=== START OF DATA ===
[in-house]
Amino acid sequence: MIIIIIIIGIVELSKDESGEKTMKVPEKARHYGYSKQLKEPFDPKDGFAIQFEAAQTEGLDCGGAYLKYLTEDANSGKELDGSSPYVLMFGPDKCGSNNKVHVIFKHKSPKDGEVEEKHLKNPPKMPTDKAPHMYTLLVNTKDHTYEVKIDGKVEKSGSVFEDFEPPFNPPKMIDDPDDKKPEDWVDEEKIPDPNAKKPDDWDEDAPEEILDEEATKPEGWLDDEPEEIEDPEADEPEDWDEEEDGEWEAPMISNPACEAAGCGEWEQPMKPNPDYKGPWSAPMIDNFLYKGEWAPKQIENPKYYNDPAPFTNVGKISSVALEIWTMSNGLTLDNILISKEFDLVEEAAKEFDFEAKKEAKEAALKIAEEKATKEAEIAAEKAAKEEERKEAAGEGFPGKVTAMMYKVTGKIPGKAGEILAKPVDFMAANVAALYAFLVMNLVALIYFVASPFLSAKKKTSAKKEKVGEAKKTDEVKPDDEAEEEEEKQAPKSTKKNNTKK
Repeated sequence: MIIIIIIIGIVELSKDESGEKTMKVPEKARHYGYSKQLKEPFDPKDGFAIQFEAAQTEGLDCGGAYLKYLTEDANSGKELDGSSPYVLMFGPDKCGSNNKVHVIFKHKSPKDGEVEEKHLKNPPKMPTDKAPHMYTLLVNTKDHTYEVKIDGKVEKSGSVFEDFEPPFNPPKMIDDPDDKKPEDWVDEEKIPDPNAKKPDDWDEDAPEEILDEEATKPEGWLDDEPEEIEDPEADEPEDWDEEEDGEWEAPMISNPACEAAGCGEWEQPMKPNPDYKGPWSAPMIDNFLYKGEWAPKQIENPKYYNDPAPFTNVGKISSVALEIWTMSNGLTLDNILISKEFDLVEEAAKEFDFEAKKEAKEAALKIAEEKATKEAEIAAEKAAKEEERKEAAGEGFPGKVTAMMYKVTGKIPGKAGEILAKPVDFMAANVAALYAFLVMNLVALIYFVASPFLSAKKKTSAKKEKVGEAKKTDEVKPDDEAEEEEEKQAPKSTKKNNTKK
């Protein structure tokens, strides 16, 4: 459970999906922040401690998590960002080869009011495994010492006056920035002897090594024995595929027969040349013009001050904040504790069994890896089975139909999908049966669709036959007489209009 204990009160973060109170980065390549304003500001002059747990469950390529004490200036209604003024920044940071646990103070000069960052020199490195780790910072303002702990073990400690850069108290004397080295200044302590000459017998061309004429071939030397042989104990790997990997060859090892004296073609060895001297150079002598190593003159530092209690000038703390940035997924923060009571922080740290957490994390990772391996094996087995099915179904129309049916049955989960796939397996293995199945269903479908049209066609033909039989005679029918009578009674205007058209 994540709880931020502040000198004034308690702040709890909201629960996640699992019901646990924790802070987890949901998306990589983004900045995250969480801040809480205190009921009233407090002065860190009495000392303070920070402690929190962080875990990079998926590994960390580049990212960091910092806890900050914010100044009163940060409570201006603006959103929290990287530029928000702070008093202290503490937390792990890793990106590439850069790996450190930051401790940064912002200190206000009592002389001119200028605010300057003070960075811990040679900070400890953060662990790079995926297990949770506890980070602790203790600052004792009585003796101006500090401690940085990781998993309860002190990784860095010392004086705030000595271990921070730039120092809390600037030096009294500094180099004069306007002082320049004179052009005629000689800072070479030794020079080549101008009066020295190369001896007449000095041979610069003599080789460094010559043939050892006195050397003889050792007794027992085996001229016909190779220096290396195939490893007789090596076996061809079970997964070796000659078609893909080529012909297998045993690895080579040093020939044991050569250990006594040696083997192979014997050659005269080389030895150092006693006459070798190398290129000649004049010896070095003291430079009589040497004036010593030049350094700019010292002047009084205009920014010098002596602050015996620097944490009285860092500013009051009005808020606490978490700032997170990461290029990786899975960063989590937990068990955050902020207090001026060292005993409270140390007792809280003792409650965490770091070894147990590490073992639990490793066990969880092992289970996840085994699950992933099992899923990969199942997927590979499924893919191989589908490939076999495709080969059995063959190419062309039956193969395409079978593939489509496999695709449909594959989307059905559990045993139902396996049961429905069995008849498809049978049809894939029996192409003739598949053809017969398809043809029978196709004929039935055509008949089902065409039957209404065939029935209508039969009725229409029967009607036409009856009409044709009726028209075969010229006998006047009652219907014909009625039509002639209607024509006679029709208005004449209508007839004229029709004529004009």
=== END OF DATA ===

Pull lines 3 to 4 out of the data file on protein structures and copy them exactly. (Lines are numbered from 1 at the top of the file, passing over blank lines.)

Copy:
Repeated sequence: MIIIIIIIGIVELSKDESGEKTMKVPEKARHYGYSKQLKEPFDPKDGFAIQFEAAQTEGLDCGGAYLKYLTEDANSGKELDGSSPYVLMFGPDKCGSNNKVHVIFKHKSPKDGEVEEKHLKNPPKMPTDKAPHMYTLLVNTKDHTYEVKIDGKVEKSGSVFEDFEPPFNPPKMIDDPDDKKPEDWVDEEKIPDPNAKKPDDWDEDAPEEILDEEATKPEGWLDDEPEEIEDPEADEPEDWDEEEDGEWEAPMISNPACEAAGCGEWEQPMKPNPDYKGPWSAPMIDNFLYKGEWAPKQIENPKYYNDPAPFTNVGKISSVALEIWTMSNGLTLDNILISKEFDLVEEAAKEFDFEAKKEAKEAALKIAEEKATKEAEIAAEKAAKEEERKEAAGEGFPGKVTAMMYKVTGKIPGKAGEILAKPVDFMAANVAALYAFLVMNLVALIYFVASPFLSAKKKTSAKKEKVGEAKKTDEVKPDDEAEEEEEKQAPKSTKKNNTKK
């Protein structure tokens, strides 16, 4: 459970999906922040401690998590960002080869009011495994010492006056920035002897090594024995595929027969040349013009001050904040504790069994890896089975139909999908049966669709036959007489209009 204990009160973060109170980065390549304003500001002059747990469950390529004490200036209604003024920044940071646990103070000069960052020199490195780790910072303002702990073990400690850069108290004397080295200044302590000459017998061309004429071939030397042989104990790997990997060859090892004296073609060895001297150079002598190593003159530092209690000038703390940035997924923060009571922080740290957490994390990772391996094996087995099915179904129309049916049955989960796939397996293995199945269903479908049209066609033909039989005679029918009578009674205007058209 994540709880931020502040000198004034308690702040709890909201629960996640699992019901646990924790802070987890949901998306990589983004900045995250969480801040809480205190009921009233407090002065860190009495000392303070920070402690929190962080875990990079998926590994960390580049990212960091910092806890900050914010100044009163940060409570201006603006959103929290990287530029928000702070008093202290503490937390792990890793990106590439850069790996450190930051401790940064912002200190206000009592002389001119200028605010300057003070960075811990040679900070400890953060662990790079995926297990949770506890980070602790203790600052004792009585003796101006500090401690940085990781998993309860002190990784860095010392004086705030000595271990921070730039120092809390600037030096009294500094180099004069306007002082320049004179052009005629000689800072070479030794020079080549101008009066020295190369001896007449000095041979610069003599080789460094010559043939050892006195050397003889050792007794027992085996001229016909190779220096290396195939490893007789090596076996061809079970997964070796000659078609893909080529012909297998045993690895080579040093020939044991050569250990006594040696083997192979014997050659005269080389030895150092006693006459070798190398290129000649004049010896070095003291430079009589040497004036010593030049350094700019010292002047009084205009920014010098002596602050015996620097944490009285860092500013009051009005808020606490978490700032997170990461290029990786899975960063989590937990068990955050902020207090001026060292005993409270140390007792809280003792409650965490770091070894147990590490073992639990490793066990969880092992289970996840085994699950992933099992899923990969199942997927590979499924893919191989589908490939076999495709080969059995063959190419062309039956193969395409079978593939489509496999695709449909594959989307059905559990045993139902396996049961429905069995008849498809049978049809894939029996192409003739598949053809017969398809043809029978196709004929039935055509008949089902065409039957209404065939029935209508039969009725229409029967009607036409009856009409044709009726028209075969010229006998006047009652219907014909009625039509002639209607024509006679029709208005004449209508007839004229029709004529004009």